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Infinity Reference 1 mkII - loudspeakers

Bright entry-level

[Italian version]

Product: Infinity Ref 1 mkII bookshelf loudspeakers
Manufacturer: Infinity - USA
Approx. price: 200 Euro (pair)
Reviewer: Lucio Cadeddu

[Infinity Ref 1 mkII]
Infinity Reference 1 mkII

No need to waste time and Kb to explain the role a Company like Infinity has played and still plays in the world of HiFi loudspeakers. It suffices to say that the US-based Company is certainly one of the largest in the Planet and that it has been making HiFi loudspeakers for 25 years already.
As many other HiFi Companies, Infinity has a line of products specifically designed and built in Europe to satisfy the European standards and the Ref 1 mkII is one of those. The baby Infinity is one of the more affordable speakers into the catalogue: a standard 2-way rear-firing bass reflex enclosure, equipped with a 13 cm (5") graphite-coated woofer and a diminutive gold (???)-plated tweeter. No biwiring is allowed - obviously - considering the price target of the speaker.
The cabinet is available both in black and simil-oak vinyl finish and it makes use of "rounded" edges to minimize diffractions.
Claimed tech specs are:

The Infinity Ref 1 mkII are on the small side at 19,8 (L) x 34,4 (A) x 20 (P) cm while the weight is somewhere around 6 kgs (12 lbs) per speaker.
Easily available almost anywhere, it won't be difficult to buy 'em for a price sensibly lower than the suggested retail price (your mileage may vary).

This model seems not to be available in the American market and a plate in the rear of the cabinet tells us the whole story: Made in Denmark, exactly like many other US speakers, some JBL models, for example, like the Ti 600i we've recently reviewed here on TNT-Audio.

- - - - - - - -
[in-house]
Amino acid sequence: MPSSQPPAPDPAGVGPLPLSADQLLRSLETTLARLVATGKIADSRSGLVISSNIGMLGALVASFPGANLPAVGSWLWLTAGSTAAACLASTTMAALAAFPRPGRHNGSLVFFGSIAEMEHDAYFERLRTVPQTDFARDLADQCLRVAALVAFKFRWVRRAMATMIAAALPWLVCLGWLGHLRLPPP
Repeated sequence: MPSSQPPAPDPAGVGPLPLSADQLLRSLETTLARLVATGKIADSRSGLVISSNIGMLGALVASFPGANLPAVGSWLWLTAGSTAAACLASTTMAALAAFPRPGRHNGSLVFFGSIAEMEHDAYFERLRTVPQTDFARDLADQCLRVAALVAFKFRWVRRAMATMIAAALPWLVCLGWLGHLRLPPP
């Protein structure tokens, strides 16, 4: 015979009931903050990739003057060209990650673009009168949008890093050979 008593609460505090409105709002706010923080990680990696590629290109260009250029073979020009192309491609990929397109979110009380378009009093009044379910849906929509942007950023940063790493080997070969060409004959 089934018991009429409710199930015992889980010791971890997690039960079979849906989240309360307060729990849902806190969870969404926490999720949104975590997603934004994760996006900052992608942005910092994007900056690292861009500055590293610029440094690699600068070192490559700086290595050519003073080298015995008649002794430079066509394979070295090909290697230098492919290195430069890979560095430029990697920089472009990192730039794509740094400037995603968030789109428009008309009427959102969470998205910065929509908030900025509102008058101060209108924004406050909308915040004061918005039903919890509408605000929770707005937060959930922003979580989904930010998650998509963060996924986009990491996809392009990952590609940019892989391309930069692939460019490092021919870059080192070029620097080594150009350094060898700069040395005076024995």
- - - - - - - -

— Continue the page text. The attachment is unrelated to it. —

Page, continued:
The Ref 1 mkII have been extensively tested in different operating conditions, both as main speakers of a budget system, as main speakers into an expensive set-up and finally as rear speakers into a good Home Theater system.

Bright entry-level

These are really inexpensive speakers so you should be aware of what you can expect from them. Please keep this in mind when reading the listening test.

Normally, this kind of speaker is sold in large commercial centers, put somewhere among dozens of others, eventually along a large wall covered with speakers. Single speaker demonstrations are rare for speakers this cheap.
Considering this "habitat" and the common man's real tastes in terms of "sound", if you really want to sell your speakers you need to make them emotionally appealing: a bright and "shiny" mid-high range and a boomy bass is what people search for.
And yes, Infinity makes no exception to this golden rule: this speaker does sound bright in the highs and has a prominent 100 Hz bass range. But don't forget Infinity has a good reputation among audiophiles also, so their baby speaker does still sound correct, it is not the "booz-tizz" kind of sound one could expect.
It is rather "in yer face" but definitely not so disturbing. And so is the bass: a bit "overloaded" in the 100 Hz area but still clean and pretty fast. There's not much below 100 Hz (the - 3 dB point is @ 65 Hz) but it still can produce a good punch and impact in the bass.
With respect to the mid range, I'd say it is the upper portion of it that dominates: voices (male and especially female ones) are clearly above the rest and again "in yer face", with subtle traces of harshness, which have to be considered normal into this price range.

The main problem occours when one tries to examine the frequency response above 3500 Hz, the frequency where the tweeter crosses the mid-woofer. The tweeter is indeed very cheap and its main fault is the almost total absence of harmonics. For example, cymbals all sound the same, it is hard to distinguish one from the other. It is not something you can cure by lowering the emission level of the tweeter, it is rather the "one-note only" behaviour of the driver.
It is clear to me that the quality of the tweeter is much lower than that of the woofer. BUT!!! considering how powerful is our brain when it works as graphic equalizer and DSP :-), after a couple of weeks the Infinity Ref 1 mkII were playing into my "budget" system, I was even starting to tolerate the one-key tweeter.